July 22 is the 60th anniversary of the death of Bodil Biørn, a Norwegian missionary who helped Armenians during three decades in three different countries. There is a commemorative plaque for her at Tsitsernakaberd in Yerevan, but she is less well known among Armenians than her male compatriot Fridtjof Nansen.
Nansen has been hailed as a hero by Armenians for his work in favor of Armenian refugees after the Genocide, helping 300,000 stateless Armenians with so-called Nansen passports. When Nansen visited Soviet Armenia in 1925, he was warmly received by cheering Armenians and granted an honorary doctorate by Yerevan State University. The same year another Norwegian in Soviet Armenia, Bodil Biørn, was expelled from the country.
Biørn was born in 1871 in the small town of Kragerø in the south of Norway. She came from a very rich family and could have led an easy and comfortable life. Instead she became a nurse and a midwife and travelled to a far-away country where she experienced extreme hardships. In 1905 she was sent by the Scandinavian Women Missionary Workers as a missionary nurse to Western Armenia, known among the missionaries as the “country of blood and tears.”
After two years in Mezereh, Biørn moved to Mush, where she worked in a polyclinic, an orphanage and a school. In 1915 she witnessed how the Armenians of Mush were deported and massacred. The children from the orphanage were locked in a barn which then was set on fire. She returned to Norway in 1917 together with a small Armenian boy whom she had adopted. She named him Fridtjof after Nansen.
In 1922 Biørn was back in the region, this time working among Armenian refugees in Constantinople. One year later she moved again, to Soviet Armenia where she was in charge of the Lusayghpur orphanage in Alexandropol (today’s Gyumri), where the 33 boys under her care called her “Mother Katharine” (her second name). In 1925 she was expelled from the country by the Bolsheviks, who disliked Westerners in general and Christian missionaries and aid-workers in particular.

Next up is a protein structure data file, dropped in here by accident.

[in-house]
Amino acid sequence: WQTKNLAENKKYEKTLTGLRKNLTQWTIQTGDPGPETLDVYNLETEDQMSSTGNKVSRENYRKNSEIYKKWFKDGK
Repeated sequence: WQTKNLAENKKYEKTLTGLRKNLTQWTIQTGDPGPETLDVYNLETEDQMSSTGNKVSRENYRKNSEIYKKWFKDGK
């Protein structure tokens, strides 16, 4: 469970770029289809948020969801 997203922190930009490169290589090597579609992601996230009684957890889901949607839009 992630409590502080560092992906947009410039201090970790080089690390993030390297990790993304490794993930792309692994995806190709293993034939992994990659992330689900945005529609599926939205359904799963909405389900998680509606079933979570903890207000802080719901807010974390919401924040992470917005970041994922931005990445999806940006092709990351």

This did not stop her from continuing her work for Armenians. In 1927 she moved to Aleppo where for seven years she did what she had done in several other places: cared for Armenian women and children. In 1934 she retired and returned to Norway. Until her death in 1960 she continued to bear witness concerning the injustices done to the Armenian people. During all the years she worked among Armenians she had her camera with her. Her photos constitute an important documentation of life before, during and after the genocide.
Her legacy continues 60 years after her death.
The house where Biørn was born is today the town hall of Kragerø. In front of it there is a commemorative stone that says that this house was once home to “a great Norwegian philanthropist” who “devoted her life to helping Armenian expatriates and orphans, survivors of the Armenian genocide.” The stone was unveiled in 2004 in the presence of the Armenian ambassador and representatives of the Armenian community in Aleppo.
The town of Kragerø has not only cherished the memory of Bodil Biørn, but also established close contacts with the Republic of Armenia. Every year a delegation from the town visits Armenia and lays a wreath at Tsitsernakaberd on April 24. Different exchanges have also brought people together from Kragerø and Armenia. In April 2018 the town council made two decisions: to recognize the Armenian Genocide (something the parliament and government of Norway have not done) and to establish formal friendly relations with the city of Gyumri.
The woman who spent her early years in the building that is now the town hall of Kragerø would surely feel proud.